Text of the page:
The gas released by venting of a Li-ion cell as part of pressure buildup is mainly carbon dioxide (CO2). Other gases that form through abusive heating are vaporized electrolyte consisting of ethylene and/or propylene. Burning gases include combustion products of the organic solvents.
Li-ion commonly discharges to 3.0V/cell. This is the threshold at which most portable equipment stops working. The lowest “low-voltage” power cut-off is 2.5V/cell, and during prolonged storage, the self-discharge causes the voltage to drop further. This causes the protection circuit to turn off and the battery goes to sleep as if dead. Most chargers ignore Li-ion packs that have gone to sleep and a charge is no longer possible.
While in the ON position, the internal protection circuit has a resistance of 50 to 100mOhm. The circuit typically consists of two switches connected in series; one is responsible for the high cut-off, and the other for the low cut-off. The protection circuit of some smaller cellular batteries can be relaxed, and some get away with only the cell’s intrinsic protection and/or an external fuse. The absence of a full protection circuit saves money, but a new problem arises. Here is what can happen.
Some low-cost chargers rely solely on the battery’s protection circuit to terminate charge current. Without a functioning voltage termination switch in the battery, the cell voltage can rise too high and overcharge the battery. Heat buildup and bulging are early indications of pending failures before potential disintegration occurs. Figure 1 shows a battery that has fragmented while charging in a car.
Generic cell phone disintegrated while charging in the back of a car.Combination of unsafe battery and charger can have a lethal effect. Manufacturers advise only to use approved batteries and chargers.
By owner’s permission
A concern also arises if static electricity or a faulty charger has destroyed the battery’s protection circuit. This can fuse the solid-state switches into a permanent ON position without the user’s knowledge. A battery with a faulty protection circuit may function normally but fail to provide the required safety.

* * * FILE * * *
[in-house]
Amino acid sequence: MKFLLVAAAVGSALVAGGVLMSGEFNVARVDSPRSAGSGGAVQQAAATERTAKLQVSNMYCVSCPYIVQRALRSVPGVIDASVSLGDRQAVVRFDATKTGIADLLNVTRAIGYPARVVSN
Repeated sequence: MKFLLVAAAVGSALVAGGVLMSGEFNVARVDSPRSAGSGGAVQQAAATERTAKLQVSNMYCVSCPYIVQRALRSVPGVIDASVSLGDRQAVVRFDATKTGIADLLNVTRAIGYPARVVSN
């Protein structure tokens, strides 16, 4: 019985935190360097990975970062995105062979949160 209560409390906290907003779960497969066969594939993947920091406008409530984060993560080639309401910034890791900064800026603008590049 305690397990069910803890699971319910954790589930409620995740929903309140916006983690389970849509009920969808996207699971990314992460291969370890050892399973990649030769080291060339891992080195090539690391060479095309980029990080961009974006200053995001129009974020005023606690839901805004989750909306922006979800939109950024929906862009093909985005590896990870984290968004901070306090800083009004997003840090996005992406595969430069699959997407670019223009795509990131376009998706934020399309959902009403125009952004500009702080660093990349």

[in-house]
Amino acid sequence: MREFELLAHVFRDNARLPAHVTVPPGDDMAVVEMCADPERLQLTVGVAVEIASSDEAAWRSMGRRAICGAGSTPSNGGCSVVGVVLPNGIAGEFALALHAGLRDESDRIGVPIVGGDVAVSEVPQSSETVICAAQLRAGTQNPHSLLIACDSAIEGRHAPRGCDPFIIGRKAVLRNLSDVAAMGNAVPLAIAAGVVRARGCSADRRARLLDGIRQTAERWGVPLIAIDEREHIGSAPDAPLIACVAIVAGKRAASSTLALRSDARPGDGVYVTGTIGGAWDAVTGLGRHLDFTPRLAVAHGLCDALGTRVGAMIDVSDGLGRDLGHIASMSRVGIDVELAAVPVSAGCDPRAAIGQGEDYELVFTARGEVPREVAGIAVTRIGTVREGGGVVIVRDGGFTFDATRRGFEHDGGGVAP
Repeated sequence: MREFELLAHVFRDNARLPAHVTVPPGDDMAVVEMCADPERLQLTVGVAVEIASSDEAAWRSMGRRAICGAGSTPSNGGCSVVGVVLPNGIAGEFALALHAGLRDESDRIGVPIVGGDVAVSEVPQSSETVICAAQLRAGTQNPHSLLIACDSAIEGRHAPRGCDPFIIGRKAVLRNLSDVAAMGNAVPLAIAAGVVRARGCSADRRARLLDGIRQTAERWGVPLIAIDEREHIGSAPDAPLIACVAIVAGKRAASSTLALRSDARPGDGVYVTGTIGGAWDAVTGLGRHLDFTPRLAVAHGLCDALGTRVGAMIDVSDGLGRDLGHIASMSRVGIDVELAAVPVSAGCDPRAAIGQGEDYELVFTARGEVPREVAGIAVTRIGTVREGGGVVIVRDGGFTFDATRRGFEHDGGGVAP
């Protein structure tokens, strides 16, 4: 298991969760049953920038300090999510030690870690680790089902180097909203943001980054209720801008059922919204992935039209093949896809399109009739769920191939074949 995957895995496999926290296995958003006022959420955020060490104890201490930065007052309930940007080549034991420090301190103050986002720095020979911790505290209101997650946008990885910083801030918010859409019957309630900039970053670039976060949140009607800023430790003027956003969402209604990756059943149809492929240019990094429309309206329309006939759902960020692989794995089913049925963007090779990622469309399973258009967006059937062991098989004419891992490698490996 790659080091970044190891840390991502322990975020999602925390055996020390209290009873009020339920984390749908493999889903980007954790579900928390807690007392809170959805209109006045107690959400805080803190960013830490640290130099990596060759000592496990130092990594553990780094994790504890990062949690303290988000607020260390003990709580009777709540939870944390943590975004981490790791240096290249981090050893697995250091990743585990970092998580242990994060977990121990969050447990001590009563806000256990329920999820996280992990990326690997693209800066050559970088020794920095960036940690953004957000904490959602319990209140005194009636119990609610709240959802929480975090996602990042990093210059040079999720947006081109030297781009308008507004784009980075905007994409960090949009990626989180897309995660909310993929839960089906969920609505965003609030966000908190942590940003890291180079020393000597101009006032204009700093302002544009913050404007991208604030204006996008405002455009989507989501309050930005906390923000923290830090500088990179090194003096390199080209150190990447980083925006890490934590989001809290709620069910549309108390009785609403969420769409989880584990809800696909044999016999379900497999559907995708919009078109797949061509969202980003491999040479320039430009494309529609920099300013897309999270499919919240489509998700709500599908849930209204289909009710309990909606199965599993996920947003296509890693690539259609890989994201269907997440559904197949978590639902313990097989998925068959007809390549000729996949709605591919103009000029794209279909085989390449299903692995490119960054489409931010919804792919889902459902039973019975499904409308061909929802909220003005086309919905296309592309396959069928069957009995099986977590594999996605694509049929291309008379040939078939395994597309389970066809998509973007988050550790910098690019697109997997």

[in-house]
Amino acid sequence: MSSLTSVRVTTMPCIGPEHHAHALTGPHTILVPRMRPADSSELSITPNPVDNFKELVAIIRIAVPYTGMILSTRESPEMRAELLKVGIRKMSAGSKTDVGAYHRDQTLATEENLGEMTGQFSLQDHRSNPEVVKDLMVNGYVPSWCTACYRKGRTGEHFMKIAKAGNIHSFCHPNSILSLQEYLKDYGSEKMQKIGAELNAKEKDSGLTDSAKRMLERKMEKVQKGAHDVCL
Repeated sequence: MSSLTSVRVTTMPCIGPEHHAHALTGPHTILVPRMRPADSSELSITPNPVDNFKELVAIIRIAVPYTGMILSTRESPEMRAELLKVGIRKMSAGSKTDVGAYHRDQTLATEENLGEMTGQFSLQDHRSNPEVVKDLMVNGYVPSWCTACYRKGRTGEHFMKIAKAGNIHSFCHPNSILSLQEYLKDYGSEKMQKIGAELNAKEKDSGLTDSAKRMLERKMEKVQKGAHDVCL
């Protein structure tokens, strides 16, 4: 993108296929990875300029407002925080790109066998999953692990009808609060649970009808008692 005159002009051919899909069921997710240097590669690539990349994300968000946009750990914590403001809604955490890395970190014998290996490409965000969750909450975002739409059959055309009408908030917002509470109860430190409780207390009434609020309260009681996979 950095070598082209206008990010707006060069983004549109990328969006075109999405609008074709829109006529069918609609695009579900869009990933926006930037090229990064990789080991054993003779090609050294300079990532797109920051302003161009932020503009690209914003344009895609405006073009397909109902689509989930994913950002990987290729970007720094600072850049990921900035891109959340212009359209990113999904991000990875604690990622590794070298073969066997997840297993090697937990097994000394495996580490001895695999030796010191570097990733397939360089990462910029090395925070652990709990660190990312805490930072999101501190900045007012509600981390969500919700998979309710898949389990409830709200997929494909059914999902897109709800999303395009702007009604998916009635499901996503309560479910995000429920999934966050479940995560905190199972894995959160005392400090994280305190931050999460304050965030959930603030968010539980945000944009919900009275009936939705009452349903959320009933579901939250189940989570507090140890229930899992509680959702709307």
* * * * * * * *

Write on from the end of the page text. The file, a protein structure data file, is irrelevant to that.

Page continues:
Low price makes generic replacement batteries from Asia popular with cell phone users. While the quality and performance of these batteries is improving, some do not provide the same high safety as the original branded version. A wise shopper spends a little more and replaces the battery with an approved model.
I receive many questions on www.BatteryUniversity.com from visitors wanting to know why the aftermarket does not provide low-cost laptop batteries as readily as cellular batteries. This is mainly due to safety. While a 1,400mAh cellular battery stores only 4Wh of energy, a laptop battery holds about 60Wh, 15 times more. Many manufacturers of consumer batteries protect the batteries with a security inscription that very few can break. Although aftermarket batteries are available, many do not offer all the functions of the branded version. Typical problems are fuel-gauge errors and not being able to charge correctly.
Manufacturers of lithium-ion batteries do not mention the word “explosion” and refer to “venting with flame” or “rapid disassembly.” Although seen as a slower and more controlled process than explosion, venting with flame, or rapid disassembly, can nevertheless be violent and inflict injury to those in close proximity. The court hears many legal cases involving laptops and other batteries that are said to have caused property damage, fire and personal injury. This is also a large concern in the aviation industry. Most of the batteries for consumer products are shipped by air just in time for improved inventory control.